The Group has also taken the responsibility for fabricating and commissioning of ALICE Detector Control System (DCS) for the PMD.


        For the ALICE data acquisition and for its analysis the group is also involved in setting up of the GRID facility at Jammu which is going to be a part of ALICE Data GRID. In our endevour to set up this GRID facility we aim at developing the High Energy Physics Lab at Jammu University to be a viable centre for data analysis of large experiments.



For further information about ALICE


<!--[if !supportLists]--> ·        <!--[endif]-->The ALICE home page at   http://aliceinfo.cern.ch/




> STAR Project ^


P.V.K.S. Baba, S. K. Badyal,  A. Bhasin, Sunil Dogra, Neeraj Gupta,  A. Gupta, S.  Mahajan,   L. K.Mangotra, S. Nayak,  


            Solenodial Tracker at RHIC (STAR) experiment is an International collaborative experiment at BNL (Brookhaven National Laboratory), USA. The collaboration includes more than 45 Institutes in 9 Countries (USA, S. America, France, Poland, Germany, Russia, U. K., China and India).  STAR is designed to search for signatures of Quark Gluon Plasma (QGP) formation and investigate strongly interacting matter at high energy density.  STAR is one of the two large-scale experiments at Relativistic Heavy Ion Collider (RHIC) at BNL on Long Island (New York, USA) that become operational in 1999.  RHIC is the first machine in the world colliding heavy ion.  RHIC is primarily using gold ions at energy of 200 GeV.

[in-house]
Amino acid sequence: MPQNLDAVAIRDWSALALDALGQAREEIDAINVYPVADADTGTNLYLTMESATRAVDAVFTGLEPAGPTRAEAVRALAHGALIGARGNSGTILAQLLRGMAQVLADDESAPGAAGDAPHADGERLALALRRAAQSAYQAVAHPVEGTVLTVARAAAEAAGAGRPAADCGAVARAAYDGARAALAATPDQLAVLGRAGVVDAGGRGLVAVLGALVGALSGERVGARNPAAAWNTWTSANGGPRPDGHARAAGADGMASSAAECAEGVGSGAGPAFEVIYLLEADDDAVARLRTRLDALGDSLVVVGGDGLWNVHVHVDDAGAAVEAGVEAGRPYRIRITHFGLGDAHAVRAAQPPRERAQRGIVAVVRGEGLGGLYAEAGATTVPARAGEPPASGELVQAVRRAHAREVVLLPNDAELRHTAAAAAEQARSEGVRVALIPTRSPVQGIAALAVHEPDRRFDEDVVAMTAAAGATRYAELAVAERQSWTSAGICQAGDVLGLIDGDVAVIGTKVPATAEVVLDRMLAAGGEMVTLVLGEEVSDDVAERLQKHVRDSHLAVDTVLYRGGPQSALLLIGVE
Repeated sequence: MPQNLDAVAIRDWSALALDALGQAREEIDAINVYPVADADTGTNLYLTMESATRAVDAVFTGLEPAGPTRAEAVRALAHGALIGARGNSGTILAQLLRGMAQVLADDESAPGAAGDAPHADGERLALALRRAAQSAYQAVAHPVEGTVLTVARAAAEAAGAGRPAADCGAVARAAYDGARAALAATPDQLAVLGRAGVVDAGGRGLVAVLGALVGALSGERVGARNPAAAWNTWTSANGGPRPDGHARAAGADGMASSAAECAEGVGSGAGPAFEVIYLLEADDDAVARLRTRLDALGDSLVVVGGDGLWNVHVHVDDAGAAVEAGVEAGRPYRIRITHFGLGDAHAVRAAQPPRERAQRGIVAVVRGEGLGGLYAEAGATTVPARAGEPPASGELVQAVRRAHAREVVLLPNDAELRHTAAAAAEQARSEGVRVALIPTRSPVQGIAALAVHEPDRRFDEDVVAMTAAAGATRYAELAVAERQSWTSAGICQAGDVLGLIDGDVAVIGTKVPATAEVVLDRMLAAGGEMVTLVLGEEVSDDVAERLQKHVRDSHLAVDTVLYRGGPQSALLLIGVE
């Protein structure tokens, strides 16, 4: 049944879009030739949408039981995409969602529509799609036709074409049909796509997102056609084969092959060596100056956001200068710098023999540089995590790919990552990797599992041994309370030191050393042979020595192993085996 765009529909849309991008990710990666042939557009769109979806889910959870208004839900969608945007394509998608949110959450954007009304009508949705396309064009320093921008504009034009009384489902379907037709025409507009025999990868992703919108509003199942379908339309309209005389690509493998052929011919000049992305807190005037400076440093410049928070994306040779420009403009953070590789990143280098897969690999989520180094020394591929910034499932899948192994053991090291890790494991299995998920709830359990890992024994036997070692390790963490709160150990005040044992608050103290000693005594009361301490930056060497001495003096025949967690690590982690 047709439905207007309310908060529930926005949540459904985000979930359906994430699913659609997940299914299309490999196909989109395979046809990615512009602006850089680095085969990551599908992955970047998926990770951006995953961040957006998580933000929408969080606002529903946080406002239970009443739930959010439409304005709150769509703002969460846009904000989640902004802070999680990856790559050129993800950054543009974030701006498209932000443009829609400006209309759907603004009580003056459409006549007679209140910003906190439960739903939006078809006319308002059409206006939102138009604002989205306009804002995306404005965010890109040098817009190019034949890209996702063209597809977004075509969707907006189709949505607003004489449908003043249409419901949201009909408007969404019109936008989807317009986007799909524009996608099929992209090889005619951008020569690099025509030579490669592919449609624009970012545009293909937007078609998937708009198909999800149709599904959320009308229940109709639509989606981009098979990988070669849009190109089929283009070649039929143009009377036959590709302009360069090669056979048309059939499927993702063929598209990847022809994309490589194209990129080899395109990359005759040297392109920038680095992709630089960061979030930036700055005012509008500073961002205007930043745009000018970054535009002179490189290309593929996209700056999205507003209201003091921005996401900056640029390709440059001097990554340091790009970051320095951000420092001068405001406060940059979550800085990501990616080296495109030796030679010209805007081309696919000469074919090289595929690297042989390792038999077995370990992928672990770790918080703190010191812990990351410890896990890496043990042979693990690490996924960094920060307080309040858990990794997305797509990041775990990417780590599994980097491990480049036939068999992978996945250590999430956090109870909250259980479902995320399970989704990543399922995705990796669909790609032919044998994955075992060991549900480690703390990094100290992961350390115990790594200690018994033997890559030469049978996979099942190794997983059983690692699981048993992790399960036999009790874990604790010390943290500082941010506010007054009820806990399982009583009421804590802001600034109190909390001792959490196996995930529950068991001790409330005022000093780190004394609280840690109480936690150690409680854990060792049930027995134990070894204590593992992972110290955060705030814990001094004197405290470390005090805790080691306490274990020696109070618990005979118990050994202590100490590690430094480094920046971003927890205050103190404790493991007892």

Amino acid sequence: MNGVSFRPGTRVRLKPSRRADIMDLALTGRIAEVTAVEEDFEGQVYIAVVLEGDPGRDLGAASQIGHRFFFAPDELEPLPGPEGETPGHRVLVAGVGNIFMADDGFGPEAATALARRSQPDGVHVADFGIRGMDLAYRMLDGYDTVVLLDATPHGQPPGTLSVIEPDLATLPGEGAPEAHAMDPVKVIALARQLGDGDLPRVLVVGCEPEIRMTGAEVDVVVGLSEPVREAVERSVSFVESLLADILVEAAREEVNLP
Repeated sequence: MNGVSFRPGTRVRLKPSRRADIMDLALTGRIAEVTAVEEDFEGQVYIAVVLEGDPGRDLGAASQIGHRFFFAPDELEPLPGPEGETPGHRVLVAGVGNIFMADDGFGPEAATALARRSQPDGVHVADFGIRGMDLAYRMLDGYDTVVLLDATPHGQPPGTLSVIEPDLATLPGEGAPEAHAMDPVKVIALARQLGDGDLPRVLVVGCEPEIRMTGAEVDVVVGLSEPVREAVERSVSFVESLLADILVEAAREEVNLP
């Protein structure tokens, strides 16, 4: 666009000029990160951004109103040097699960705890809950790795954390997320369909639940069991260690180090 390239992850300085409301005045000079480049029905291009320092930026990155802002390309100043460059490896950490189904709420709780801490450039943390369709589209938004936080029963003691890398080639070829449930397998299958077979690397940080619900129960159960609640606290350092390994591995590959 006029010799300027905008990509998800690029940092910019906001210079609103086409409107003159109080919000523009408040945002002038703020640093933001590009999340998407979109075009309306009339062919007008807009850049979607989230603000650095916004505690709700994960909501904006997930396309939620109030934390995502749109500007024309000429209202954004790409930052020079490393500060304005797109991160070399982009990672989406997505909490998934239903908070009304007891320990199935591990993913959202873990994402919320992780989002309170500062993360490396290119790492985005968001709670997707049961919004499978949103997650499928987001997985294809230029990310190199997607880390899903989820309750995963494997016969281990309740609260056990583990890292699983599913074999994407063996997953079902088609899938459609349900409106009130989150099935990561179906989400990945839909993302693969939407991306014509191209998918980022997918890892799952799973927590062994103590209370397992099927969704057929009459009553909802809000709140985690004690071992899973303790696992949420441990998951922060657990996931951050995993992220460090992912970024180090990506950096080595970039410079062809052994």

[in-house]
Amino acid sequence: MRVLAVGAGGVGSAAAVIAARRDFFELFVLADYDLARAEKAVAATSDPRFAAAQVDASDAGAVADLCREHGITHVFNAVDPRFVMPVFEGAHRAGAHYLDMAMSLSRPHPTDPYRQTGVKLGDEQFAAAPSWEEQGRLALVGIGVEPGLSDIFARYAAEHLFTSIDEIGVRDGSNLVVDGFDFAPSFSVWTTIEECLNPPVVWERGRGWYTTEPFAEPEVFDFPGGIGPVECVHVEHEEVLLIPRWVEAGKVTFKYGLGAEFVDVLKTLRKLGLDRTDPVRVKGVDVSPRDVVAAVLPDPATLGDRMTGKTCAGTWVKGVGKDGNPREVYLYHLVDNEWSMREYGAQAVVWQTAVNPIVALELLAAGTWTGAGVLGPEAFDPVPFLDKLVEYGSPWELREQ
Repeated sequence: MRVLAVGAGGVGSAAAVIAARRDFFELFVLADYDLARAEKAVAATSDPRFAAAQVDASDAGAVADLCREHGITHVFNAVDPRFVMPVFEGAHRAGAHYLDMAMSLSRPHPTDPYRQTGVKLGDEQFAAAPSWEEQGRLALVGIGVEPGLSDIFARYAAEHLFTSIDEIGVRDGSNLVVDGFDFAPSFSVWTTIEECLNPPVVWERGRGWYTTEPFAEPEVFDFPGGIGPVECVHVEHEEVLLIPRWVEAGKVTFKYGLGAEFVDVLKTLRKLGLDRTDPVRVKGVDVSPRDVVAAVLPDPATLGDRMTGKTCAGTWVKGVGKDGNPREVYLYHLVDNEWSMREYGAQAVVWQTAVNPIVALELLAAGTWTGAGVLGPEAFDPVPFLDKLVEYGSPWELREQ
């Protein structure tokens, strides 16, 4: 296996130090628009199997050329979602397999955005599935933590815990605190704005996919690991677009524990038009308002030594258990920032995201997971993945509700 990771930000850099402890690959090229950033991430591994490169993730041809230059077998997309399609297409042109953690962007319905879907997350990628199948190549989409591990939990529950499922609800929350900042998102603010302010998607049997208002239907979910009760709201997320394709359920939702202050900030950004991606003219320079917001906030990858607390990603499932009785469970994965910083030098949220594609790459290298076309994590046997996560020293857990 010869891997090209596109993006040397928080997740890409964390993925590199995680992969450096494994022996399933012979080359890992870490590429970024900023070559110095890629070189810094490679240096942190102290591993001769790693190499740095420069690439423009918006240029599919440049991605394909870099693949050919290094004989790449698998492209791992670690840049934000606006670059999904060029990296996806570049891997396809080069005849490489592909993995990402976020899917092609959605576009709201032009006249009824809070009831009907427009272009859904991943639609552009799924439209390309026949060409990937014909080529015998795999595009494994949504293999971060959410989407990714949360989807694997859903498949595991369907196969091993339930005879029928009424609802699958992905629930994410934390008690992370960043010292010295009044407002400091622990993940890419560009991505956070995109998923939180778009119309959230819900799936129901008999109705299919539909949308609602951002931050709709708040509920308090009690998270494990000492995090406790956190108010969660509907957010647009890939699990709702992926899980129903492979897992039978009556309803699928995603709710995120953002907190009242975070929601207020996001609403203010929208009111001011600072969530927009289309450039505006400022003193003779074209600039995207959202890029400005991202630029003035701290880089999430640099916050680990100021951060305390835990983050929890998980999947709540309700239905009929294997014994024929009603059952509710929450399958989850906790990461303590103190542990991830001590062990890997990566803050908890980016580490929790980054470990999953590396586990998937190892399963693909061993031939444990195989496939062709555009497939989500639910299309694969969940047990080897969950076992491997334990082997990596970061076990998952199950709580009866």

The effort of Indian team (VECC, Kolkata; Punjab University, Chandigarh; Jammu University, Jammu; Rajasthan University; Jaipur, IOP, Bhubaneshwar) at STAR is presently focused in designing and fabrication of PMD for detecting photons.  This is a preshower detector which is in an exclusive Indian effort.  The PMD has full azimuthal coverage in pseudo-rapidity region  2.3 ≤η≤ 3.5.  The individual cells of hexagonal shape with 1cm diameter are arranged in the shape of a rhombus for construction of one super module.  Satisfactory results have been obtained, when employed a gas mixture of Argon and CO2  in the ratio 70:30 in the prototype testing, the efficiency 65% for a purity of  60% was found for detection of photons in PMD.  The detector is fabricated in India and installed at BNL, USA during 2002 and data taking is in progress.